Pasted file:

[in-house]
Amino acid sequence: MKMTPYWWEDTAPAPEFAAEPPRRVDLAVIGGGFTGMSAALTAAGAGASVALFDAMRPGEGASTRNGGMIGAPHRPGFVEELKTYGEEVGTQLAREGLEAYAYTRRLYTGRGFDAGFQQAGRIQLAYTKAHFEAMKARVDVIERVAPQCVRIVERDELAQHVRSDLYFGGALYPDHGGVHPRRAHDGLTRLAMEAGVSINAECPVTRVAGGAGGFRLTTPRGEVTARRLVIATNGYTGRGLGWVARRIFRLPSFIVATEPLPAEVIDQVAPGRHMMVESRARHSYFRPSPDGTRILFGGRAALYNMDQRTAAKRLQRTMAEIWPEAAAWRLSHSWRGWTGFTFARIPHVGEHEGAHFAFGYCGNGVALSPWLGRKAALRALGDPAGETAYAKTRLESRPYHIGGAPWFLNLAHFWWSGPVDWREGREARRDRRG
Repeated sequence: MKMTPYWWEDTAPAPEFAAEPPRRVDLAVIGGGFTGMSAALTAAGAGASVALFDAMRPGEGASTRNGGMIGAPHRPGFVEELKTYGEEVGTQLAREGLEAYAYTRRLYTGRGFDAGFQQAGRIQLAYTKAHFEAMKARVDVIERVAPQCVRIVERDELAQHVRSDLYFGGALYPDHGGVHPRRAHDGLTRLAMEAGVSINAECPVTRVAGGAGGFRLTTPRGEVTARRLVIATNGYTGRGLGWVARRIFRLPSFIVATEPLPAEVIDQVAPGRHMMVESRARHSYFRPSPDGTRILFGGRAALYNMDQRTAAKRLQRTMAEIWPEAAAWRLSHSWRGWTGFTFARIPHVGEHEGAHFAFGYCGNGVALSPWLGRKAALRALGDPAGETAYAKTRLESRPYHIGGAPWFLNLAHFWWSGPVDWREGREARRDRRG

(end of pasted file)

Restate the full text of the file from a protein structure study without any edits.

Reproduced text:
[in-house]
Amino acid sequence: MKMTPYWWEDTAPAPEFAAEPPRRVDLAVIGGGFTGMSAALTAAGAGASVALFDAMRPGEGASTRNGGMIGAPHRPGFVEELKTYGEEVGTQLAREGLEAYAYTRRLYTGRGFDAGFQQAGRIQLAYTKAHFEAMKARVDVIERVAPQCVRIVERDELAQHVRSDLYFGGALYPDHGGVHPRRAHDGLTRLAMEAGVSINAECPVTRVAGGAGGFRLTTPRGEVTARRLVIATNGYTGRGLGWVARRIFRLPSFIVATEPLPAEVIDQVAPGRHMMVESRARHSYFRPSPDGTRILFGGRAALYNMDQRTAAKRLQRTMAEIWPEAAAWRLSHSWRGWTGFTFARIPHVGEHEGAHFAFGYCGNGVALSPWLGRKAALRALGDPAGETAYAKTRLESRPYHIGGAPWFLNLAHFWWSGPVDWREGREARRDRRG
Repeated sequence: MKMTPYWWEDTAPAPEFAAEPPRRVDLAVIGGGFTGMSAALTAAGAGASVALFDAMRPGEGASTRNGGMIGAPHRPGFVEELKTYGEEVGTQLAREGLEAYAYTRRLYTGRGFDAGFQQAGRIQLAYTKAHFEAMKARVDVIERVAPQCVRIVERDELAQHVRSDLYFGGALYPDHGGVHPRRAHDGLTRLAMEAGVSINAECPVTRVAGGAGGFRLTTPRGEVTARRLVIATNGYTGRGLGWVARRIFRLPSFIVATEPLPAEVIDQVAPGRHMMVESRARHSYFRPSPDGTRILFGGRAALYNMDQRTAAKRLQRTMAEIWPEAAAWRLSHSWRGWTGFTFARIPHVGEHEGAHFAFGYCGNGVALSPWLGRKAALRALGDPAGETAYAKTRLESRPYHIGGAPWFLNLAHFWWSGPVDWREGREARRDRRG